Recent changes in the federal state and local tax (SALT) deduction are having a ripple effect in New York and several other states, too. This may impact your freelance business because New York State (NYS), among others, is now instituting a new irrevocable pass-through entity tax to offset the shortfall they are experiencing on revenue from SALT, which is a result of The Tax Cuts and Jobs Act (TCJA) of 2017.
In many states, especially those with higher than average property taxes, like New York, the SALT deduction cap of $10,000 from the TCJA changes resulted in a tax increase (due to a reduced deduction) even for mid-income individuals who itemized these taxes. As such, the state experienced a revenue reduction from this change, inspiring the need to replace the revenue with the new optional pass-through entity tax.
If you operate a business as a partnership or if you are considering selecting this entity type for your business in New York, the new tax will affect you directly. Whether the impact is positive or negative depends on a number of factors that we summarize below. You should also think about how comfortable you are permanently opting to itemize your state and local taxes at the entity level each tax year.
How freelance businesses may be affected by the new pass-through entity tax.
The new pass-through tax election was made effective January 1, 2021, and will remain in effect unless it is changed by legislation. As noted previously, the pass-through tax is an optional election by partnership and s-corporation (s-corp)entities, and it is irrevocable after the election is made for each tax year. You can read the related IRS Notice 2020-75 here: https://www.irs.gov/pub/irs-drop/n-20-75.pdf.
New York (and other states) are taxing income from partnerships (multi-member LLCs) and s-corps, but not single-member LLCs at lower rates than would occur if they were taxed at the owners’ individual tax rates, if the owner chooses to apply the new pass-through tax to their qualified business income.
Factors to consider before you elect into New York’s new pass-through entity tax:
Before you decide to elect into the new pass-through entity tax, it is important to understand how it affects your business because the impact depends on the type of business entity you have and whether or not you choose to itemize your SALT.
What is considered qualifying income for the pass-through entity tax?
Essentially, if you have a pass-through business you can pay additional state tax from your company entity, then claim the offsetting credit against your individual income tax liability since the SALT deduction cap does not apply to business taxes.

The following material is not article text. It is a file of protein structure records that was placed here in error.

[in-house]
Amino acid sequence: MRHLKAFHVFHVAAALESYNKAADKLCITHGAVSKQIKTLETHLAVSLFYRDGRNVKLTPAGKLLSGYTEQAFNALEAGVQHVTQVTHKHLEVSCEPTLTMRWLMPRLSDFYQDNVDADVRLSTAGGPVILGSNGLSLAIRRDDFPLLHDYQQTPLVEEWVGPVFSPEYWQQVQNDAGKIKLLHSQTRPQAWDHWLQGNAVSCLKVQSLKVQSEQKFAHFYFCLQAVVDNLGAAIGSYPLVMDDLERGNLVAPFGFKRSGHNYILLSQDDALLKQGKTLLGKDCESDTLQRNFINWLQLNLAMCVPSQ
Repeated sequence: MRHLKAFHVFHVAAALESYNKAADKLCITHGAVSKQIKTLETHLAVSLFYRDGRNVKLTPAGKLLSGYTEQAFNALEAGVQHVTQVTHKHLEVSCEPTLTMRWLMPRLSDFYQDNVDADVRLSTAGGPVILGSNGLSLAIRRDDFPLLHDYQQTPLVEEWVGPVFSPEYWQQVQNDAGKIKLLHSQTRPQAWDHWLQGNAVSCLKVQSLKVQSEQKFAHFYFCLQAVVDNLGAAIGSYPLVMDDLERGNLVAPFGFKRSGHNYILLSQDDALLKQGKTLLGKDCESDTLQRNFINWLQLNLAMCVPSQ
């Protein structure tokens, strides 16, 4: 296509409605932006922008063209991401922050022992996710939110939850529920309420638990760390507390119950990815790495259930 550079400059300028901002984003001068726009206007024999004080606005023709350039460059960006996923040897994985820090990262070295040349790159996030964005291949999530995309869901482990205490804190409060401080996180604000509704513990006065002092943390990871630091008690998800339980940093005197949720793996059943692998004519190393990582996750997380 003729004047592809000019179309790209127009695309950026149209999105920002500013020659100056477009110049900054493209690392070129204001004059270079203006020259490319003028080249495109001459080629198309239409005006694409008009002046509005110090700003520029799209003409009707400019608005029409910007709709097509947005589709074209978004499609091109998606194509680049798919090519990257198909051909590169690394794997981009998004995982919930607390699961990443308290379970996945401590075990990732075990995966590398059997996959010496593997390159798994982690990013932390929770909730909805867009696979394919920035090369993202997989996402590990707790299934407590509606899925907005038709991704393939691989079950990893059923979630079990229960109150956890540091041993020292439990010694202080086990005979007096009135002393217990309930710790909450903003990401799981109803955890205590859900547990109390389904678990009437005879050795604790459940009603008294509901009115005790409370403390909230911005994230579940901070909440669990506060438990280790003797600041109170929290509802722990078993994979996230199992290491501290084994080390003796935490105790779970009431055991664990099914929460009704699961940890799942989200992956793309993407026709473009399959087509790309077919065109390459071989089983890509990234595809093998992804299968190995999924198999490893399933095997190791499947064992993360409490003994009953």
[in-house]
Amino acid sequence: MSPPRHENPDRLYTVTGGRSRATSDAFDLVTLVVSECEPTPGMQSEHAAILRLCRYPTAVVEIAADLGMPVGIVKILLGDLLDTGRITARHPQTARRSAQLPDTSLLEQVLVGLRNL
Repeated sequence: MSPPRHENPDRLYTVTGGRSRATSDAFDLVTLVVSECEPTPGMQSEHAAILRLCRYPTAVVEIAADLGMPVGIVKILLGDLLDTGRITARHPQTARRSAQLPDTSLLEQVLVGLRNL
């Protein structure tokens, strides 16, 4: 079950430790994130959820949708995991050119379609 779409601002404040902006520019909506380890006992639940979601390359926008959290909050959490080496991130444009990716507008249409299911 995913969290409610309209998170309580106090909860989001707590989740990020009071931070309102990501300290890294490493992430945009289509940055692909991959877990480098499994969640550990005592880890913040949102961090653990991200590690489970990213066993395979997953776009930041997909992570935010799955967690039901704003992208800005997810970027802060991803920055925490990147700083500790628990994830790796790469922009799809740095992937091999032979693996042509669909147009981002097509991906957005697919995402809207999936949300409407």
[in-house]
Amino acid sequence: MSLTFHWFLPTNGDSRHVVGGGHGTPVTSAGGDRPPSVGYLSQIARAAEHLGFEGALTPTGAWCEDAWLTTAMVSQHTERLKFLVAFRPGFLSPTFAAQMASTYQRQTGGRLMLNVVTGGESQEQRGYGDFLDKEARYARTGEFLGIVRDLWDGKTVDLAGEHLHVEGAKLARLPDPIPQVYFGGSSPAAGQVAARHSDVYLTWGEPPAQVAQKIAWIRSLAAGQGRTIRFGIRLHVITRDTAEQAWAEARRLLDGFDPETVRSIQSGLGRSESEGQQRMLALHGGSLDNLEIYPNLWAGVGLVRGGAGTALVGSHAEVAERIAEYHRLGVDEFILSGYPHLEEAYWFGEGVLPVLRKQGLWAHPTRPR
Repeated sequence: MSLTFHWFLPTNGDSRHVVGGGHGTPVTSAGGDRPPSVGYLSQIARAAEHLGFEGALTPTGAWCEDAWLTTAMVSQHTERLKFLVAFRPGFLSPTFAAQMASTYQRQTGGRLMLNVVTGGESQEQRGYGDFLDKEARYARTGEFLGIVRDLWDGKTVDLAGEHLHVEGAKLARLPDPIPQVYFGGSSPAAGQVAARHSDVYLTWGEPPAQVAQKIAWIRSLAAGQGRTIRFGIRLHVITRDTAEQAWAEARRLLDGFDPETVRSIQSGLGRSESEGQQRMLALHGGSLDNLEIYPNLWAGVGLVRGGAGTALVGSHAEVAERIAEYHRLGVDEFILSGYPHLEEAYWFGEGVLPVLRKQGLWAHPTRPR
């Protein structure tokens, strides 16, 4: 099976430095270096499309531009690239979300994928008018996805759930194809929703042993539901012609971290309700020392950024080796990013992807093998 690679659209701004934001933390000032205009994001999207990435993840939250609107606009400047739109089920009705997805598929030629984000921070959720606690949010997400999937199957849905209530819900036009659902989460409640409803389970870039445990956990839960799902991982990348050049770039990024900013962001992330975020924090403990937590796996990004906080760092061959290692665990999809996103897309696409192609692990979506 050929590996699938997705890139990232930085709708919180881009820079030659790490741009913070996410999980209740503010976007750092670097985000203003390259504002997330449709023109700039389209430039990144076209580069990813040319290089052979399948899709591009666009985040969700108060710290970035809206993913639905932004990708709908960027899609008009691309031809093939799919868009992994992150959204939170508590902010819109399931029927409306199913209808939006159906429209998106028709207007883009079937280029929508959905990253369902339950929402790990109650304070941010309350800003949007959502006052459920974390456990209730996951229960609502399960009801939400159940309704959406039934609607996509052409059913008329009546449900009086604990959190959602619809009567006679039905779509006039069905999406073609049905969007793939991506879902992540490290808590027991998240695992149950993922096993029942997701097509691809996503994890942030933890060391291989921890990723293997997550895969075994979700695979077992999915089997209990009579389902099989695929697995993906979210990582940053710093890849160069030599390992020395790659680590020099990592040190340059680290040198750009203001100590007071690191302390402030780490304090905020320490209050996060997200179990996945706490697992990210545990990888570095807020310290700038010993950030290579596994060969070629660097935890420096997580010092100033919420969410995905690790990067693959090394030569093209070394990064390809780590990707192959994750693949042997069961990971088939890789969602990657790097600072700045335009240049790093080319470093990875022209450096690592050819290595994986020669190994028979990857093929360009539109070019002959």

Therefore your entity-level tax will assess a liability directly on your business before the income passes to you as an owner.
In New York state, qualified income for this off-set credit includes income paid to partners/shareholders, including individuals, trusts and estates at the rates below.
Pass-Through Entity Tax Rates
Income Level | Rate
Normal NY income tax rates
In addition to the pass-through entity tax rates above, New York residents and those with New York-derived income from sources other than the pass-through entity must also report such income, which is taxable at rates ranging from 4% to 10.9%.
Bottom line: Weigh all the factors before you elect the New York pass-through entity tax
To truly determine if you should opt into this tax change you need to consider your income level, your individual tax bracket, your entity type and whether it is worth changing your entity selection and itemizing your SALT to take advantage of the potential tax savings at the federal level to offset any increases at the state level. In addition, you need to factor in the varying tax rates for federal and state income tax, the NYS pass-through tax and SALT taxes. There may be additional guidance as the year progresses, so watch for updates about these potential impacts, too.
Jonathan Medows is a certified public accountant licensed in New York, New Jersey, Maryland, and Pennsylvania. He is also a recognized expert in taxation for freelancers and the self-employed—often tapped for his expert knowledge and perspective on self-employment taxation by national and regional publications such as The New York Post, BusinessWeek, Forbes taxation blog, WebCPA, CPA Practice Advisor, and others. You can read some of Jonathan’s press coverage here.
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